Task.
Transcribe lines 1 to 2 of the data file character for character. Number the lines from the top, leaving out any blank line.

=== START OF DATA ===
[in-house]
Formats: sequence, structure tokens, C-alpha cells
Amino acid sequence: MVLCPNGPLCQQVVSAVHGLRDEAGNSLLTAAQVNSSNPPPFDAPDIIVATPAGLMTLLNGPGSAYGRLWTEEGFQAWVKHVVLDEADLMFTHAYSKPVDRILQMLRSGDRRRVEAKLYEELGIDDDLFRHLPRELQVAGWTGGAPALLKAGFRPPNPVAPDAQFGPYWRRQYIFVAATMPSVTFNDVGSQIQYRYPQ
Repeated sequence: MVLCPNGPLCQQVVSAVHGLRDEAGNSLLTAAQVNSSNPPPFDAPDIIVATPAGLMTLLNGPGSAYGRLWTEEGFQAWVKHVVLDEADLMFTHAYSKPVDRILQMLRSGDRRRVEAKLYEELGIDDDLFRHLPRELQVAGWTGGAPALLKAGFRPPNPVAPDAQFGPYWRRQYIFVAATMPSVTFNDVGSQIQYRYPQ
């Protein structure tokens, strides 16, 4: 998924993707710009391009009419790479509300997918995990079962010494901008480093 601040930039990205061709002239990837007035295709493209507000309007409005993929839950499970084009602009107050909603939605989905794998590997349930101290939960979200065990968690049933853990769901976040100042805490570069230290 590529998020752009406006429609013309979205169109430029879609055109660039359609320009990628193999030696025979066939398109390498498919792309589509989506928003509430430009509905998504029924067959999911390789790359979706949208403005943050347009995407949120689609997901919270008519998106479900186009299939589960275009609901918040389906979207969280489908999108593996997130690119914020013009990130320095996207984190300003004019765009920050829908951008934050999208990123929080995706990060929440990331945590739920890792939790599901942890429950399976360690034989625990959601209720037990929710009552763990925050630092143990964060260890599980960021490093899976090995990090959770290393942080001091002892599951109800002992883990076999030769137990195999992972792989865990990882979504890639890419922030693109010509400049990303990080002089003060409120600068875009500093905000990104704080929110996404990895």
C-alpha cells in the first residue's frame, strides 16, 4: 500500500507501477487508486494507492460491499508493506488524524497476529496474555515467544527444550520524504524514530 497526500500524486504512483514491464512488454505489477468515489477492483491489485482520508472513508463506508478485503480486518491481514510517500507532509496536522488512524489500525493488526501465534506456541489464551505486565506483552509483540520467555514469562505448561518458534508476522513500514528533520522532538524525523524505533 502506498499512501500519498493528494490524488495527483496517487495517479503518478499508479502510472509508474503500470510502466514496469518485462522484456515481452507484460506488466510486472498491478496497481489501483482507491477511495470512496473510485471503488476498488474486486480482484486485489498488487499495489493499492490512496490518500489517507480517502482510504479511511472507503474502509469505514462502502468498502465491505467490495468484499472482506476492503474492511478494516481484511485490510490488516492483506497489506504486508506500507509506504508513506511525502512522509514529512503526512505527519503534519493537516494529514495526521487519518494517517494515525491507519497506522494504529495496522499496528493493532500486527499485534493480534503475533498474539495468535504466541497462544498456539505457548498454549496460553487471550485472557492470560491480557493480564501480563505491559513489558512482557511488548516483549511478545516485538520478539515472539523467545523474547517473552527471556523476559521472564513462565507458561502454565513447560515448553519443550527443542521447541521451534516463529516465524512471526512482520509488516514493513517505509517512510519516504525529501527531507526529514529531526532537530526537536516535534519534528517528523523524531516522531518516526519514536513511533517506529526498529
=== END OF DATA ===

[in-house]
Formats: sequence, structure tokens, C-alpha cells